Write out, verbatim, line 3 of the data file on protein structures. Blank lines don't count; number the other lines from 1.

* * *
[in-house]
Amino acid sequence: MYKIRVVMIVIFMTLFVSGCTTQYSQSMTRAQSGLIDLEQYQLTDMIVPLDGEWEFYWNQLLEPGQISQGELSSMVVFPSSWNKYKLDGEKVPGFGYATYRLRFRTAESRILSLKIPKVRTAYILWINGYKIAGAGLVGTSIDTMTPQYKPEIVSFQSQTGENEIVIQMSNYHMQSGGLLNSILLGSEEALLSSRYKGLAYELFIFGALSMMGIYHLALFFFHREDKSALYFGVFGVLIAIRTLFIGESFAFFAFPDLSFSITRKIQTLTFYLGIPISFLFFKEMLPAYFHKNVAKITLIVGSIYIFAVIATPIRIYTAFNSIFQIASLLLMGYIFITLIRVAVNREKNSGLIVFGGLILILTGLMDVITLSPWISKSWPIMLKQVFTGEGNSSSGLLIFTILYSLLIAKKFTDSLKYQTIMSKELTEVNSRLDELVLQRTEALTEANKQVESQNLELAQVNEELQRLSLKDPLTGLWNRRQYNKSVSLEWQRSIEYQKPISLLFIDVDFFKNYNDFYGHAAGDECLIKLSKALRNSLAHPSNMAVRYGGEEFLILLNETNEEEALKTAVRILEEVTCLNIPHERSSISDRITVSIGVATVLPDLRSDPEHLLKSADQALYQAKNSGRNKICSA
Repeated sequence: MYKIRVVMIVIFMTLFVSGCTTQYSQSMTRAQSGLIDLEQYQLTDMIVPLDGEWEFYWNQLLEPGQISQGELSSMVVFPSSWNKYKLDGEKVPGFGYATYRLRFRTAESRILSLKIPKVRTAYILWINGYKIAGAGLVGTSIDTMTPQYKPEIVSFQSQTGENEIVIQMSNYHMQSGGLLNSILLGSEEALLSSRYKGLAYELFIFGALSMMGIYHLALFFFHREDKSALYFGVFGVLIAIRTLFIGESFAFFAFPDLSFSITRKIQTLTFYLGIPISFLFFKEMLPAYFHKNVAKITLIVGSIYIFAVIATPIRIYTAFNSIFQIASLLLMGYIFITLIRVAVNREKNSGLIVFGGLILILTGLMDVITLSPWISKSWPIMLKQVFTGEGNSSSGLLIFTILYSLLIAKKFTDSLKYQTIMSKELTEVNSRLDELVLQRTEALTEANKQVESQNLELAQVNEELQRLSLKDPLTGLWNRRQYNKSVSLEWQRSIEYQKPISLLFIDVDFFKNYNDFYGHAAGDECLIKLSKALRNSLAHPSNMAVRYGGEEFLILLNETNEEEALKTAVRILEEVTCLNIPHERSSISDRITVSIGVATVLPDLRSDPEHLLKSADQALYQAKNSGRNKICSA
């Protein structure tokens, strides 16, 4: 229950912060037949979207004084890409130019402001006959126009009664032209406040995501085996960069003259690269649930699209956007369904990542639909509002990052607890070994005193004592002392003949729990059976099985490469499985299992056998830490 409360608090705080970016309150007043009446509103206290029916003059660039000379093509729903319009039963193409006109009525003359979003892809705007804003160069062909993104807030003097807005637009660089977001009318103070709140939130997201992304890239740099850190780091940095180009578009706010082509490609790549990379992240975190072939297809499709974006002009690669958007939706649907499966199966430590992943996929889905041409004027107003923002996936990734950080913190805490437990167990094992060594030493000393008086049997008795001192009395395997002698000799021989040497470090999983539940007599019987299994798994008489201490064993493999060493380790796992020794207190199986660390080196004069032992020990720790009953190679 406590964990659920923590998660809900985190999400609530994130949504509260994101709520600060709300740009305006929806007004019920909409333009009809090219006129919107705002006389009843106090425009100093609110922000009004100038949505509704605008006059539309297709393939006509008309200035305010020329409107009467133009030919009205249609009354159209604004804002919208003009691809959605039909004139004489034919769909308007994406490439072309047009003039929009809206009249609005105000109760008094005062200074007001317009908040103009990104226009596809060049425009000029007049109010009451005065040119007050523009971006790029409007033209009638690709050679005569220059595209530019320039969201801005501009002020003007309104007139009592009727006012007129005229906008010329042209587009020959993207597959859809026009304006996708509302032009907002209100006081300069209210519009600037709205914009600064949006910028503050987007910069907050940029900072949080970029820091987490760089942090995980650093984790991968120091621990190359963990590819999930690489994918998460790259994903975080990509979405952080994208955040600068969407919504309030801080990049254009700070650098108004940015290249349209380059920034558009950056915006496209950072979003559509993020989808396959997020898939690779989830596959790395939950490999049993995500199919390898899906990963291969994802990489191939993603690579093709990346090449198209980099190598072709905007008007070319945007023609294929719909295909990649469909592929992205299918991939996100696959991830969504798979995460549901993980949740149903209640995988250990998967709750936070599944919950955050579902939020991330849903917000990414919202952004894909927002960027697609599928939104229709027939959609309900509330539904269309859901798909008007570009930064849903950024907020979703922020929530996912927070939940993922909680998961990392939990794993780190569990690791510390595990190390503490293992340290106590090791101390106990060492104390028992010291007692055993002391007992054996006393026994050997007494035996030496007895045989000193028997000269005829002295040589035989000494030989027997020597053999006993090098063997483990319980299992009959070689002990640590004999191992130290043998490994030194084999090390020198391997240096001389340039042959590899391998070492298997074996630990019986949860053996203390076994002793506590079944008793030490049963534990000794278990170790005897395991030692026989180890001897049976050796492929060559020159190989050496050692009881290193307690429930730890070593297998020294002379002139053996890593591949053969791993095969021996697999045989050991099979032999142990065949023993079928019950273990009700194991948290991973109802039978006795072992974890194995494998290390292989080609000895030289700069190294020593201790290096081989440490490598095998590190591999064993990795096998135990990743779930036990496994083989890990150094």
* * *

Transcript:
Repeated sequence: MYKIRVVMIVIFMTLFVSGCTTQYSQSMTRAQSGLIDLEQYQLTDMIVPLDGEWEFYWNQLLEPGQISQGELSSMVVFPSSWNKYKLDGEKVPGFGYATYRLRFRTAESRILSLKIPKVRTAYILWINGYKIAGAGLVGTSIDTMTPQYKPEIVSFQSQTGENEIVIQMSNYHMQSGGLLNSILLGSEEALLSSRYKGLAYELFIFGALSMMGIYHLALFFFHREDKSALYFGVFGVLIAIRTLFIGESFAFFAFPDLSFSITRKIQTLTFYLGIPISFLFFKEMLPAYFHKNVAKITLIVGSIYIFAVIATPIRIYTAFNSIFQIASLLLMGYIFITLIRVAVNREKNSGLIVFGGLILILTGLMDVITLSPWISKSWPIMLKQVFTGEGNSSSGLLIFTILYSLLIAKKFTDSLKYQTIMSKELTEVNSRLDELVLQRTEALTEANKQVESQNLELAQVNEELQRLSLKDPLTGLWNRRQYNKSVSLEWQRSIEYQKPISLLFIDVDFFKNYNDFYGHAAGDECLIKLSKALRNSLAHPSNMAVRYGGEEFLILLNETNEEEALKTAVRILEEVTCLNIPHERSSISDRITVSIGVATVLPDLRSDPEHLLKSADQALYQAKNSGRNKICSA